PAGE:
Bonneville County Noxious Weed Department prides itself in serving our community, lands, and friends in protecting our natural resources. County tax payers should feel that our Department is utilizing our funding in the most efficient and cost effective ways.
We would encourage anyone to contact our office, should you have any questions or concerns upon how our program operates. You can always contact us at 208-529-1397 or email us with your questions/concerns at firstname.lastname@example.org.
Equipment rental program
Bonneville County has a great herbicide equipment rental program that can be used throughout the Snake River plain.
This program is the only way you can obtain the amount of herbicide for your individual job without purchasing a full, unopened container. By renting our quality equipment we can put the appropriate amount of herbicide for smaller acreage. Thus, you get the prescribed herbicide for the job and do not have extra, leftover herbicide around.
Integrated Pest Management
Integrated pest management is the best method of weed control. Many parties believe that this is NOT using pesticides, in fact, it means using all aspects of weed control to manage noxious weeds, including using herbicides.
Cultural or Preventative
This is the first line of defense when controlling weeds. Prevention is when you maintain the property in good health, thus keeping the invader from getting started.
The single largest key to this is minimizing any soil disturbance.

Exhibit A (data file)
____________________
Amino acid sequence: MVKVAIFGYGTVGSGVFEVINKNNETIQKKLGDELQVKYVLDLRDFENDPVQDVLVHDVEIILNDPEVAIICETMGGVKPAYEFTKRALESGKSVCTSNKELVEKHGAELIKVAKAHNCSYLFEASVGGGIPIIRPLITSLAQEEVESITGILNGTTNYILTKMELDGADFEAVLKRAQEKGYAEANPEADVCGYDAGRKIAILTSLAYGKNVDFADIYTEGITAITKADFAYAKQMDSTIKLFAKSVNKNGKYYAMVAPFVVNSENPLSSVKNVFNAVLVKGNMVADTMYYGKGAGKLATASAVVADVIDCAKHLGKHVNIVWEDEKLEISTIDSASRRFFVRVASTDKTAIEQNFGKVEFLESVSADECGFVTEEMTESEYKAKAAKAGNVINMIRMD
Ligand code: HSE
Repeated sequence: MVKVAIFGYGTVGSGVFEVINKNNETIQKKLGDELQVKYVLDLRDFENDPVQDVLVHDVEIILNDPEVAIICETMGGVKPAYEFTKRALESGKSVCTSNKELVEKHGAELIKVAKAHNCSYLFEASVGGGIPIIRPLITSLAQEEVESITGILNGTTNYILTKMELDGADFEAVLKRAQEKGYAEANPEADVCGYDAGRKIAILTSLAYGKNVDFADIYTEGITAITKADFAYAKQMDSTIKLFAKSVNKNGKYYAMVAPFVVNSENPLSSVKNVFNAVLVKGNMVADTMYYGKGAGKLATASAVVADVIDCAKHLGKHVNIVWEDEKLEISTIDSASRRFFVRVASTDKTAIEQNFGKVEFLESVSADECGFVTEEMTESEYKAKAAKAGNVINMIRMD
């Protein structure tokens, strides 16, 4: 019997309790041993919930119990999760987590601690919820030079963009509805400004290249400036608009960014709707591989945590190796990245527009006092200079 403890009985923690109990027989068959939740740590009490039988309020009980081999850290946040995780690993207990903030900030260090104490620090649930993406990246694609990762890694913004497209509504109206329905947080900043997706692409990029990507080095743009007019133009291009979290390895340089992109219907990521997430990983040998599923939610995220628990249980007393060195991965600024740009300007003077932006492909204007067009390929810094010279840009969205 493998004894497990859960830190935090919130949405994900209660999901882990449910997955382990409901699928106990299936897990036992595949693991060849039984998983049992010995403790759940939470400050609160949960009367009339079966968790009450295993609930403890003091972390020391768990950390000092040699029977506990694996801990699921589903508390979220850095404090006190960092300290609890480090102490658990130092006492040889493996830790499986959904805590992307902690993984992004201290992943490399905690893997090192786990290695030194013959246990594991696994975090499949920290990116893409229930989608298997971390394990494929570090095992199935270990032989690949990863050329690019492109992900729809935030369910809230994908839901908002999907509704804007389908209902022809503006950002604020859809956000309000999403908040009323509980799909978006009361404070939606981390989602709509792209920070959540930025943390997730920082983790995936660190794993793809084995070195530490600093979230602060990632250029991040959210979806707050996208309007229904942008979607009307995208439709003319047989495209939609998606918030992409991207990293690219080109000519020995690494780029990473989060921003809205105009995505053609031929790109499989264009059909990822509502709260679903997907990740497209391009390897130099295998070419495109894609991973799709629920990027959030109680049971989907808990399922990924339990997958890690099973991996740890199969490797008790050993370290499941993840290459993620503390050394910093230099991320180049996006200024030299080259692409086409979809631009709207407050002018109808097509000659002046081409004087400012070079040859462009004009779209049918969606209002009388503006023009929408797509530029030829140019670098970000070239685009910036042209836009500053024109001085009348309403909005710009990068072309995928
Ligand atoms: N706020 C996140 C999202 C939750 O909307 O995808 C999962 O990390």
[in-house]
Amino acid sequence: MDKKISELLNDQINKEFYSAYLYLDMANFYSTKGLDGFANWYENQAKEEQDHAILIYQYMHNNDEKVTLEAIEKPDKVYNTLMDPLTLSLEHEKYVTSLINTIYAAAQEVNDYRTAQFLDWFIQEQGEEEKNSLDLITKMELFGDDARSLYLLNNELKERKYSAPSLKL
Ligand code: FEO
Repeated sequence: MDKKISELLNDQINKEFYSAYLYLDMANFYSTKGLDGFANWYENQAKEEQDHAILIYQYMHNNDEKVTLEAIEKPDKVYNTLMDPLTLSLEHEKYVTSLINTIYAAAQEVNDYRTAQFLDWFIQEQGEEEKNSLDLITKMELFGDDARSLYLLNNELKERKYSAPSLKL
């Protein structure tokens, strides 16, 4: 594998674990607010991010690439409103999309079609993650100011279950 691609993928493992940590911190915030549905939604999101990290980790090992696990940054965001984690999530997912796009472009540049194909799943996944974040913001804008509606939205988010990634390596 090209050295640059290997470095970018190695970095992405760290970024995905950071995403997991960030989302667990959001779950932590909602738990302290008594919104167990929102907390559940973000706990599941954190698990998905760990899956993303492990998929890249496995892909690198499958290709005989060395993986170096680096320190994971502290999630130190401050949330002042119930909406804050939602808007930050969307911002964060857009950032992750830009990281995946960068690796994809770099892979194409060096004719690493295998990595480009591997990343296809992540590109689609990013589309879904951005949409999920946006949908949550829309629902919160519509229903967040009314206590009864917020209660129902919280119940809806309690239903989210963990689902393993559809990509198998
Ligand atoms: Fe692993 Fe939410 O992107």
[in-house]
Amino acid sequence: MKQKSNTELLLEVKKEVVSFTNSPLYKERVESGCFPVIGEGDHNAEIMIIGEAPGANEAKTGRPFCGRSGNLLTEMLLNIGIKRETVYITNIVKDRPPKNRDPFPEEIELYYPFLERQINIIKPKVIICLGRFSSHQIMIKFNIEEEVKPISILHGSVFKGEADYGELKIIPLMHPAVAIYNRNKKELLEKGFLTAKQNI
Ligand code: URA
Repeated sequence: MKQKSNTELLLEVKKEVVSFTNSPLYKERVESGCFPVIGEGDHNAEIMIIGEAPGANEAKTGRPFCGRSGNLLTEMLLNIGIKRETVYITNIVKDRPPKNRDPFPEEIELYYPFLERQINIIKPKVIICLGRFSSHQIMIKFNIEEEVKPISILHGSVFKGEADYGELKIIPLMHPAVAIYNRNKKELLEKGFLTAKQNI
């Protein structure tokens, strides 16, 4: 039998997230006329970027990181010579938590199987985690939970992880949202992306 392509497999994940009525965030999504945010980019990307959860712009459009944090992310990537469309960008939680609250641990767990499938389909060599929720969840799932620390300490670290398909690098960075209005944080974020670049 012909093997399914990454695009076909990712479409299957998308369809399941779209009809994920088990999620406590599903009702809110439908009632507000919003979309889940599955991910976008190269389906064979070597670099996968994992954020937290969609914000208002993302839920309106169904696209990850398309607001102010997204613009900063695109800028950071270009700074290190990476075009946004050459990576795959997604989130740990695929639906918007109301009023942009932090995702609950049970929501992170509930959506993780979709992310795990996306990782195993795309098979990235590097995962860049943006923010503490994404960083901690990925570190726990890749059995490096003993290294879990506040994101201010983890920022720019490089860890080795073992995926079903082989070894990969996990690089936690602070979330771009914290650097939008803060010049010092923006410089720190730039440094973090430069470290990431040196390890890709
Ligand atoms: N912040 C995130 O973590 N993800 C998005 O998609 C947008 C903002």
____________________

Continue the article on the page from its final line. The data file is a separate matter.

- Manage driving techniques on the site by;
- Prevent ruts
- Don't Tear up the ground - Tread Lightly
- Dig only when necessary
- Revegetate sites when necessary. Here are some basic guidelines when reseeding a site.
- HOW TO REVEGETATE A SITE
- Don't Over or Under graze:
- In our area there is a simple rule-of-thumb, Take half / Leave Half.
- Consider a football field (1 acre) or three basketball courts:
- Will sustain 1 horse, or two cows, or three sheep
- Water accordingly:
- When flood irrigating stop water flow from ditch prior to water getting to end of field.
- Certain noxious weeds at end of field such as Curley dock, Foxtail barley, Broadleaf and Narrowleaf plantains, Willows - indicate over watering
- Sprinkle irrigation is much more efficient than flood irrigation
- Communicate with neighbors
- Fertilize to maintain health:
- Many local Agriculture Dealers have large spreaders that can be pulled with tractors or some have ones that can be pulled by vehicle.
- N - P - K
- N - Nitrogen, promotes above ground growth - Apply in spring and mid summer
- P - Phosphate, Promotes healthy roots and plant Vigor - Apply in Fall and New seeding
- K - Potassium, Promotes stronger roots and root strength - Apply in Fall and New Seeding
- Manure is great for adding organics into the soil as long as it is broken down over time.
- Many new herbicides are not processed by the livestock, thus when applied to pastures, go in as herbicide and come out of the animal as herbicide. If you collect the manure and compost it, the herbicide may still be in the manure and can be damaging to sensitive crops can occur.